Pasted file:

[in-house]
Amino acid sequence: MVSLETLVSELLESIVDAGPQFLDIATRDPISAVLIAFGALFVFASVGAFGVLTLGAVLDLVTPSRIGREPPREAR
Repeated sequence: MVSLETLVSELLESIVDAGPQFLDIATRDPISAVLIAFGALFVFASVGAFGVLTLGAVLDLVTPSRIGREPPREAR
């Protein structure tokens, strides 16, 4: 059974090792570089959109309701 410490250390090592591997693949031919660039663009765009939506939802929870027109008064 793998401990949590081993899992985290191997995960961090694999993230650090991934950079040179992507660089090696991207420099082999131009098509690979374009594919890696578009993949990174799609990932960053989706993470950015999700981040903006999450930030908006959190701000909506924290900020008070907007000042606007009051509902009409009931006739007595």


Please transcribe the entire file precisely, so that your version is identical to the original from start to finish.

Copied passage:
[in-house]
Amino acid sequence: MVSLETLVSELLESIVDAGPQFLDIATRDPISAVLIAFGALFVFASVGAFGVLTLGAVLDLVTPSRIGREPPREAR
Repeated sequence: MVSLETLVSELLESIVDAGPQFLDIATRDPISAVLIAFGALFVFASVGAFGVLTLGAVLDLVTPSRIGREPPREAR
């Protein structure tokens, strides 16, 4: 059974090792570089959109309701 410490250390090592591997693949031919660039663009765009939506939802929870027109008064 793998401990949590081993899992985290191997995960961090694999993230650090991934950079040179992507660089090696991207420099082999131009098509690979374009594919890696578009993949990174799609990932960053989706993470950015999700981040903006999450930030908006959190701000909506924290900020008070907007000042606007009051509902009409009931006739007595």